Mr. and Mrs. Smith were spies. The specialized in wet work, and so do the characters in Married to Madness. However, this is a bit more twisted than Mr. and Mrs. Smith. Instead of spies, Zack and Brandon are vigilantes – vigilantes who keep their vigilantism from one another much like their predecessors, but not in as loving a manner. Both are stone cold killers, working with their own groups – Zack with a secret group of men, Brandon with an equally secret group of women. I found their own relationship to be violent and twisted, as they physically fight, injuring one another physically, live separately, and then come back together as if nothing happened. Great for the kids sense of security, right? To me, that is defiantly not a healthy relationship no matter if they supposedly love one another or not. Or what they do in their off time.
Neither of them knows about the others vigilante extracurricular activities and keeping secrets is hurting their relationship. Zack begins to suspect that Brandon is a killer and wonders when she will trust him enough to let him know. Of course, he also disappears at all hours of the day and night and she has no clue what he is up to either. Pot. Kettle.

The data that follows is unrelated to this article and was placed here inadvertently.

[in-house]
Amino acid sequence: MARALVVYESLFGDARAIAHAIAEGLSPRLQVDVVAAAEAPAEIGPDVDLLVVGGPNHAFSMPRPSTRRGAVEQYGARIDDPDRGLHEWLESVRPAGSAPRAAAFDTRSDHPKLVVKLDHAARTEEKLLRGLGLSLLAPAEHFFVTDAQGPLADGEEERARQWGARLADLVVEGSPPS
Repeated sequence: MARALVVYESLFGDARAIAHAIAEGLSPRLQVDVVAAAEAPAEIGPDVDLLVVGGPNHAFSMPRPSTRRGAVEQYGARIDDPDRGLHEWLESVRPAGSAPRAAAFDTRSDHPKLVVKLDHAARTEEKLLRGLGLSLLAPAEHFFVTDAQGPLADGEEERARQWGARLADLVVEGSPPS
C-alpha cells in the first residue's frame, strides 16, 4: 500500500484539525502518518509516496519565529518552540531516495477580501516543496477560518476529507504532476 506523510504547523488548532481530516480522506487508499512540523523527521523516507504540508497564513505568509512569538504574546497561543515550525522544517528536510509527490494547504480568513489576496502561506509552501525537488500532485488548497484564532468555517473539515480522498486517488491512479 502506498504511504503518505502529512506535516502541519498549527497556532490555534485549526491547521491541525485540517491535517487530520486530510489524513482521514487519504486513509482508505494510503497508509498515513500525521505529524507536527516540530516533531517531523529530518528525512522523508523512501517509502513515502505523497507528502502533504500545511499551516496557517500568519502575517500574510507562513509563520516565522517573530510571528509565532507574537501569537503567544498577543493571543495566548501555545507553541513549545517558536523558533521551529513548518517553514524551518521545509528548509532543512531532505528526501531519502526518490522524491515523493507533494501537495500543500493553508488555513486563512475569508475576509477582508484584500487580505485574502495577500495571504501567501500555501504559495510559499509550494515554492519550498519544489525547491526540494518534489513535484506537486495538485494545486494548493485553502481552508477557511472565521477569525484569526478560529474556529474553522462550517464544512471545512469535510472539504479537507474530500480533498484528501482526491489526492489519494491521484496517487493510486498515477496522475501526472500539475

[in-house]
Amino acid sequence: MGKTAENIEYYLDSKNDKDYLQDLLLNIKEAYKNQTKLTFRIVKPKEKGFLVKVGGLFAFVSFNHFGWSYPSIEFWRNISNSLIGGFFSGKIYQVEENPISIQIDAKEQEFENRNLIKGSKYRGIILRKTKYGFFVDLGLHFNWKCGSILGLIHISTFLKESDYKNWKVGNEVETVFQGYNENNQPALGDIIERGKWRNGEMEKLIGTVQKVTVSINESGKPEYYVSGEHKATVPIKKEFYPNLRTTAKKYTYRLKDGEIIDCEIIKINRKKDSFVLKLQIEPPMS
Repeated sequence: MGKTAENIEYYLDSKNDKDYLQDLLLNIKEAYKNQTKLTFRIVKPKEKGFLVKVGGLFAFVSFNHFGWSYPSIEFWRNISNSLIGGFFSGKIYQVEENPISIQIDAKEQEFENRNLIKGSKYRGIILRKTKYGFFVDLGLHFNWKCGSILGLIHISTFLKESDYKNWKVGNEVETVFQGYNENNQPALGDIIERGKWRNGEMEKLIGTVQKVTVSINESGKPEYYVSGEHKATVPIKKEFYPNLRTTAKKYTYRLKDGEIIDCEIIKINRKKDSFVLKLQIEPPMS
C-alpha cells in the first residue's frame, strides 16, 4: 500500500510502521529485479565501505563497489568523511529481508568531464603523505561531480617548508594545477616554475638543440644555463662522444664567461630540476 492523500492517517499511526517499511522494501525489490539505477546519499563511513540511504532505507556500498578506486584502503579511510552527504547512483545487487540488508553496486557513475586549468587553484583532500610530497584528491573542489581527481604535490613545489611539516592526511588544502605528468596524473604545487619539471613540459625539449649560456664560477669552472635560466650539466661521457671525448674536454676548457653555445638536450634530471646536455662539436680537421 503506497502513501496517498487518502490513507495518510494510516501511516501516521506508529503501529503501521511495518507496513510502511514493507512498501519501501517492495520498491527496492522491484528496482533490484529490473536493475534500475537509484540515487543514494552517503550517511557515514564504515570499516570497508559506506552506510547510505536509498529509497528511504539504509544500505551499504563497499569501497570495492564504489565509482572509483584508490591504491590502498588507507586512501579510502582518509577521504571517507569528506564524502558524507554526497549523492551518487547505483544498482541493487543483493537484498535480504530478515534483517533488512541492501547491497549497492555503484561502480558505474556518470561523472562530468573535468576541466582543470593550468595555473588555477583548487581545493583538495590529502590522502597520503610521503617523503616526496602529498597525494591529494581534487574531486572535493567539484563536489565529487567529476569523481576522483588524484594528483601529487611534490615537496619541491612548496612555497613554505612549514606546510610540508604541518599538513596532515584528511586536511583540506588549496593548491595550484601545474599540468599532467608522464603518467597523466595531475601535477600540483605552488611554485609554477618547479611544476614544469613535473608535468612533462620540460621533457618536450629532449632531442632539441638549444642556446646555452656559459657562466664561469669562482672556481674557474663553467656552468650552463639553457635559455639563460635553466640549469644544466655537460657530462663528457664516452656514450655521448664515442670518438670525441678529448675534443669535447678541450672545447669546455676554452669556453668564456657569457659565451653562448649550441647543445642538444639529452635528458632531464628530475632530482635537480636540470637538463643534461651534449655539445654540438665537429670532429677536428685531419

There is violence, madness, murder, and lies upon lies in the book. This I didn’t mind – it is the kind of book it is. What really put me off of the book was the fact that, for all they were supposed to be a family, they didn’t love one another enough to be honest about who, and what, they were. And for all that the story is supposedly about people loving one another no matter the circumstances, I found their violence toward one another to be completely off-putting, though the vigilante thing? Well, good for them for taking out the trash.
Overall, I had problems with the book, but still enjoyed most of it. It is one of those books that I will not, however, place on my “to be read again” shelf.
This book was provided by Netgalley.com for a realistic review. The opinions stated within are mine and mine alone.